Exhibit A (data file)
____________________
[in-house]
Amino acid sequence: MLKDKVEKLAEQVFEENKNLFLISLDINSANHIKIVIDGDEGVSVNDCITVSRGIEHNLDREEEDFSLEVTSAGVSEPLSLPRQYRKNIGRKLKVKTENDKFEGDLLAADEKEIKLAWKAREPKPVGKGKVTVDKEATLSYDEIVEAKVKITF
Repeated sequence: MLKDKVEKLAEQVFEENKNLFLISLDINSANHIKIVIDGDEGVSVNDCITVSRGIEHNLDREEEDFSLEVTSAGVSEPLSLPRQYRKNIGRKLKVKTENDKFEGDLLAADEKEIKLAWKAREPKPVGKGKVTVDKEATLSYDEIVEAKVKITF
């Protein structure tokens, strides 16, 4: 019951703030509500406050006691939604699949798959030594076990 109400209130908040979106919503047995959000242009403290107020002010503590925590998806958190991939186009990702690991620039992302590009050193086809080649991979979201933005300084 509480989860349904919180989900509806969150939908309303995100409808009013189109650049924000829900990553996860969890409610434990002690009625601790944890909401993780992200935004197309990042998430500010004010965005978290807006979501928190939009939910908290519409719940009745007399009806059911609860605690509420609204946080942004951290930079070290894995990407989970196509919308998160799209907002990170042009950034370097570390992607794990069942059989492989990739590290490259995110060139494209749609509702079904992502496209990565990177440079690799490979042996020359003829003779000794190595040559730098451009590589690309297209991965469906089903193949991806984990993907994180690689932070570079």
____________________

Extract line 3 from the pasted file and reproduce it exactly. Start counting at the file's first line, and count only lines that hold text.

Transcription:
Repeated sequence: MLKDKVEKLAEQVFEENKNLFLISLDINSANHIKIVIDGDEGVSVNDCITVSRGIEHNLDREEEDFSLEVTSAGVSEPLSLPRQYRKNIGRKLKVKTENDKFEGDLLAADEKEIKLAWKAREPKPVGKGKVTVDKEATLSYDEIVEAKVKITF